Michael Gargiulo, the serial killer dubbed the “Hollywood Ripper,” was sentenced to death Friday for the murders of Ashley Ellerin, 22, and Maria Bruno, 33.
Gargiulo’s lawyers had argued that he was “in a fugue state” and did not remember killing Ellerin in 2001 and Bruno in 2005, but he was found competent to stand trial and, in 2019, was convicted of the murders, as well as a near-fatal attack on Michelle Murphy, who testified against him.
Although Governor Gavin Newsom put a moratorium on the death penalty for as long as he’s in office, and Los Angeles District Attorney George Gascón is a staunch opponent of capital punishment, Gascón made an exception for Gargiulo, 45—who stabbed Ellerin 47 times in her Hollywood bungalow just hours before she was supposed to go on a date with Ashton Kutcher, and who prosecutors say “quite literally butchered” Bruno in her El Monte apartment complex—and did not order prosecutors to oppose the death penalty.
Gargiulo, also called the “Boy Next Door Killer” because he lived close to his victims, protested his innocence at sentencing and blamed his lawyers for his conviction, saying he was prevented from testifying. His attorney, Daniel Nardoni, told Superior Court Judge Larry Paul Fidler that “it’s not right to execute a mentally ill person,” NBC 4 reports.
“In this case, everywhere that Mr. Gargiulo went, death and destruction followed,” Fidler said in denying the defense’s motion for a new trial, adding that the circumstances of the attacks were “completely vicious and frightening.”
The case against Gargiulo was brought by Gascón’s predecessor, Jackie Lacey, and although Gascón did not order prosecutors to take death off the table, he did instruct them to read a statement saying that the district attorney “does not believe the death penalty is an appropriate punishment in any case.”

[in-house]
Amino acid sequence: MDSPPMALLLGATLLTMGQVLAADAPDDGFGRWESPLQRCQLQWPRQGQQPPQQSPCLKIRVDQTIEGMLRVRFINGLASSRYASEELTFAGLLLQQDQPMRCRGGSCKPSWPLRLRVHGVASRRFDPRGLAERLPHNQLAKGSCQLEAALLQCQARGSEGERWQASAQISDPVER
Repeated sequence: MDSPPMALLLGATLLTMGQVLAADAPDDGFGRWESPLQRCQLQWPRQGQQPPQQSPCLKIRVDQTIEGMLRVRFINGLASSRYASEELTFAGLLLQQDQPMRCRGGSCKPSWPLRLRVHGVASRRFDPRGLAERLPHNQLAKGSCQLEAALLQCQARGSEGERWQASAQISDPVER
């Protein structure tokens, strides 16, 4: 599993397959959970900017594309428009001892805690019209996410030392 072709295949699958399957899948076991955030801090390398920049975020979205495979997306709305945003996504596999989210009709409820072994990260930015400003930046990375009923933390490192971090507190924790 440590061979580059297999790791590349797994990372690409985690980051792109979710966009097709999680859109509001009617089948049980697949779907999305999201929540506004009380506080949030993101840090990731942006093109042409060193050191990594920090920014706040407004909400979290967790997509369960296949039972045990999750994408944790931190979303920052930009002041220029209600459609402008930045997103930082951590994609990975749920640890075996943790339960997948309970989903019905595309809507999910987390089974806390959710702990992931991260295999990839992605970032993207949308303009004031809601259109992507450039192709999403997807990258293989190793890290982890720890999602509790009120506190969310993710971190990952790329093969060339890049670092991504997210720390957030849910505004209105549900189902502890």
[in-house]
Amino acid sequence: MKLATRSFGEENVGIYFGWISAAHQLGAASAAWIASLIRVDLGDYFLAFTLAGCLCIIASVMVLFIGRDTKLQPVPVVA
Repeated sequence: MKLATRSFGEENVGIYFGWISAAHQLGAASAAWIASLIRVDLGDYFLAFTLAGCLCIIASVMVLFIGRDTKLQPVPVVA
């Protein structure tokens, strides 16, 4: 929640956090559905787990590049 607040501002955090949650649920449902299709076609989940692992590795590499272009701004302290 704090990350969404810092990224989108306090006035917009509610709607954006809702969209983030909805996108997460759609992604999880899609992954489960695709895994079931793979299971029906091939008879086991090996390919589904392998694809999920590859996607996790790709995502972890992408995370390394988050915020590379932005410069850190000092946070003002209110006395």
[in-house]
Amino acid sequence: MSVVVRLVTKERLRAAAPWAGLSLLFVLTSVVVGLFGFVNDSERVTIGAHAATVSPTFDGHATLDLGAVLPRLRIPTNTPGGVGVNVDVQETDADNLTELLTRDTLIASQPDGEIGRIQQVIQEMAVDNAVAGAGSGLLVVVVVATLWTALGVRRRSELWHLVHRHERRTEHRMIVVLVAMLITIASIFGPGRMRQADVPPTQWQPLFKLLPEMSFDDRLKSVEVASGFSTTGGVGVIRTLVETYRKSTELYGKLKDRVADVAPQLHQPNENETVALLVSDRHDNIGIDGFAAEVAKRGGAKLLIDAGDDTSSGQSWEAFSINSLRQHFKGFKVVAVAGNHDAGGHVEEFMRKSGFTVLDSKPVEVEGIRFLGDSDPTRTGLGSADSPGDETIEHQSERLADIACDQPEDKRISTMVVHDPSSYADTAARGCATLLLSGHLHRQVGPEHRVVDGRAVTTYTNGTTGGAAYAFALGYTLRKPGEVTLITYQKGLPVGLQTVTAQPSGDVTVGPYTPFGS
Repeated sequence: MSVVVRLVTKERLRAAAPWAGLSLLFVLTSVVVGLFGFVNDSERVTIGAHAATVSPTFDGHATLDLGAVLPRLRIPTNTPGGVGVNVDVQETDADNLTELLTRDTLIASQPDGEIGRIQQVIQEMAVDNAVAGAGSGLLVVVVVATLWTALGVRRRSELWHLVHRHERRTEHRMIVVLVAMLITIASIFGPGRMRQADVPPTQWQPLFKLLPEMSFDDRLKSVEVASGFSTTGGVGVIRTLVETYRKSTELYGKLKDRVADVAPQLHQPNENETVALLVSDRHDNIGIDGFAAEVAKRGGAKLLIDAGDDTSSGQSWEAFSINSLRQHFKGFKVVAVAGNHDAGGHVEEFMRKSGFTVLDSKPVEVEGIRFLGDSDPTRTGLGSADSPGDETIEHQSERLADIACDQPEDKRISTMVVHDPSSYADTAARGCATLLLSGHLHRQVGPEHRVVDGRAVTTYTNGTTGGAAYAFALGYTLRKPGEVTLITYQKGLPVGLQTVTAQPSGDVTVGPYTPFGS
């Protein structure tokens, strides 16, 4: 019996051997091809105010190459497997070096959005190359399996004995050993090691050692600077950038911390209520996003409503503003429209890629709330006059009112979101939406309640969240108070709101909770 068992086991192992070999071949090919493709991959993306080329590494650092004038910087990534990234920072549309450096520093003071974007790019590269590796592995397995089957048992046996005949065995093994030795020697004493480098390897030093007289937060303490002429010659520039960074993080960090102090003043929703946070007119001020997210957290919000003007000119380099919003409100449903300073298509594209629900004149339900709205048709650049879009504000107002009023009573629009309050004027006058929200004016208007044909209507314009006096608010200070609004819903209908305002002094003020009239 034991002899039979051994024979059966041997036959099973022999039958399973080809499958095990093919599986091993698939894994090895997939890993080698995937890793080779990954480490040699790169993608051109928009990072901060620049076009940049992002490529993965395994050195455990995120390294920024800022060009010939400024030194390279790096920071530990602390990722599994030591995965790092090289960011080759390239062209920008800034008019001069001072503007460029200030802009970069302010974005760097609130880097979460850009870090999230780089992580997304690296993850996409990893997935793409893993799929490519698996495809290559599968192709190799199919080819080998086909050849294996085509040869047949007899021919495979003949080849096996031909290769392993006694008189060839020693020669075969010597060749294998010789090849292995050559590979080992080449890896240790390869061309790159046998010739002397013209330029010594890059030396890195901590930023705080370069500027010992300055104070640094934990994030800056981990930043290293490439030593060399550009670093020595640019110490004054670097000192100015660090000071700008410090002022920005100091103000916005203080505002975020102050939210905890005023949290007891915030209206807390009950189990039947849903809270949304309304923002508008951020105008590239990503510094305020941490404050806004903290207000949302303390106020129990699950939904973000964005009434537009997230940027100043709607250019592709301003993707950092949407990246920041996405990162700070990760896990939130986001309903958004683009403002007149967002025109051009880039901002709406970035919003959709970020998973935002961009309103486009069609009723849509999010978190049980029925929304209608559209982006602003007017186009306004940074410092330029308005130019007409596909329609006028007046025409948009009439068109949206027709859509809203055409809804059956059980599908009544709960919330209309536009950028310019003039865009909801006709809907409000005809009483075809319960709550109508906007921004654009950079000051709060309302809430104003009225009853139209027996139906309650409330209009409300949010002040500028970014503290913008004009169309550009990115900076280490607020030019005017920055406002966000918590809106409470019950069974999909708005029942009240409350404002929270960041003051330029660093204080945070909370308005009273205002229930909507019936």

Fidler shut down that request, saying he “read and considered” Gascón’s statement but did not allow it to be read in court.
Ellerin’s father, Michael, said he wanted it on the record that he objected to Gascon’s “political intrusion into my daughter’s murder trial,” and that Governor Newsom had “no right to ignore the documented will of the voters,” with his personal halt on executions.
Still, it will likely be a long time before Gargiulo’s sentence is executed, if it ever is. California has not executed anyone since 2006 and a total of 13 people have had death sentences carried out since capital punishment was reinstated in California in 1977.
Gargiulo is still awaiting trial in Illinois for the 1993 murder of 18-year-old Tricia Pacaccio, who was stabbed to death on the front doorstep of her Glenview, Illinois, home after celebrating her high school graduation.
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